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How To Add Calcium Chloride To Your Pool (And Why You Should)

Many different chemicals are required to balance pool water, which keeps the water from becoming unsafe to swim in.

One chemical pool water requires is precise levels of calcium (referred to as calcium hardness), and this can be adjusted using calcium chloride.

If you’re unfamiliar with it, or don’t know how to add calcium chloride to your pool, this article is for you.

Why Does Calcium Hardness Matter?

Pool water needs calcium for stability. It makes managing the chemical makeup of the water easier, and means spending less money on chemicals due to a decrease in water chemistry fluctuations.

Pool water with low calcium or magnesium content is considered “soft”, and can be a result of filling the pool with a local water source, or from rainwater entering the pool after a storm.

Without proper mineral content, the water will seek out minerals wherever it can find them. This leads to corrosion of metal surfaces like your pool ladder and equipment, pitting of concrete pool walls and floor, erosion of tile grout, and etching/delamination of plaster finishes.

On the flipside, pool water with high calcium or magnesium is considered “hard”, and can also come from a local water source, as well using too much calcium-based product like calcium chloride or calcium hypochlorite.

High calcium levels cause floating scale in the water. It can also lead to calcium deposits building up at the waterline, as well as in the plumbing and pool equipment. This can completely damage your pool pump and filter, which is all the more reason to check your calcium levels regularly.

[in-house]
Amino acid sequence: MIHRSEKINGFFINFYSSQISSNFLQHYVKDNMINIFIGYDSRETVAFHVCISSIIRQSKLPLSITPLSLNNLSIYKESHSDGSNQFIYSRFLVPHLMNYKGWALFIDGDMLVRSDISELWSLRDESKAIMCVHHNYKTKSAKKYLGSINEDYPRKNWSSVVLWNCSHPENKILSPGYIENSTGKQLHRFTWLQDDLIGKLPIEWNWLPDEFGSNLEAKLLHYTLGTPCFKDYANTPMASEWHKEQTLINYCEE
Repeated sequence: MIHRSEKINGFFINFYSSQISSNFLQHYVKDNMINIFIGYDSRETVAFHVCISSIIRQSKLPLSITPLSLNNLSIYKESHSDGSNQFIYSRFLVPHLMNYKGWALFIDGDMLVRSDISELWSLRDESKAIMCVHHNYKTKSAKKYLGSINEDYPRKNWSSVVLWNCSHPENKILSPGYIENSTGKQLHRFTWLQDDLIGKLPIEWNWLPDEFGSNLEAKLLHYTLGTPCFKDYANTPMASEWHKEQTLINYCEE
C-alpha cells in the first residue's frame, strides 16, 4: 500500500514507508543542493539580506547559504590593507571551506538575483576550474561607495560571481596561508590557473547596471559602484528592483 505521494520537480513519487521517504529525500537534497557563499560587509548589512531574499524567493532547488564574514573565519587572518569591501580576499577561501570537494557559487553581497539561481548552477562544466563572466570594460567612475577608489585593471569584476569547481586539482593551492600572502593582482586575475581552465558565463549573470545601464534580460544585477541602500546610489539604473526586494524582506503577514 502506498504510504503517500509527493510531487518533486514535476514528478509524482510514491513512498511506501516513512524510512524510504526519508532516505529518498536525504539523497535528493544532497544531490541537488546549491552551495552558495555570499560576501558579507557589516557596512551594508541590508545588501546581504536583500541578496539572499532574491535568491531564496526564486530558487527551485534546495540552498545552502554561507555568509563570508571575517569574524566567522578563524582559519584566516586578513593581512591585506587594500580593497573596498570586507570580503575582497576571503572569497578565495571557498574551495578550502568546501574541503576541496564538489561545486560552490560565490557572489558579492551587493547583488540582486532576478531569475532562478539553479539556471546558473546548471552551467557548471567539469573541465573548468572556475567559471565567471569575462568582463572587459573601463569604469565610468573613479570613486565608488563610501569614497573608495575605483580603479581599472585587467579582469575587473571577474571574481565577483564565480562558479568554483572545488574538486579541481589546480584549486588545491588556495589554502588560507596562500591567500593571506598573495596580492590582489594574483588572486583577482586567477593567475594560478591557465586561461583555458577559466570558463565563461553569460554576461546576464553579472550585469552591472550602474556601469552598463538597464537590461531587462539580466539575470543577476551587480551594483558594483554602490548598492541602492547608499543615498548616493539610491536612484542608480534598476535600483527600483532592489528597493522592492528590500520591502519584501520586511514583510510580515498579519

If that wasn’t bad enough, hard water can leave your skin feeling dry and irritated, may have a funky smell, and can even clog your pipes. Lowering calcium is also harder to fix as it requires dilution of your pool, or using flocculant/muriatic acid.

Why Use Calcium Chloride?

Calcium chloride is the go-to chemical product for raising the calcium level in your pool water because it has high calcium content.

This means, as long as you have no other products in the water that can cause calcium levels to rise, using calcium chloride will allow you full control over how much calcium is in the swimming pool.

Note: You may also come across a product called Calcium Hardness Increaser, which is basically calcium chloride in a fancy package with a more expensive price tag.

You will also introduce calcium to your pool as a byproduct of adding calcium hypochlorite (cal-hypo) to the water, but this is primarily a sanitizer (unstabilized chlorine) commonly used as shock treatment.

The problem with using cal-hypo as your everyday chlorine is that it adds too much calcium to the water. And when used for shocking, the chlorine burns off but the calcium stays in the water, compounding each time you do it.

How To Add Calcium Chloride To A Pool

Adding calcium chloride to your pool is very easy. You’ll need to have the following items on hand:

  • Calcium hardness test strips or a testing kit
  • A 5 gallon plastic bucket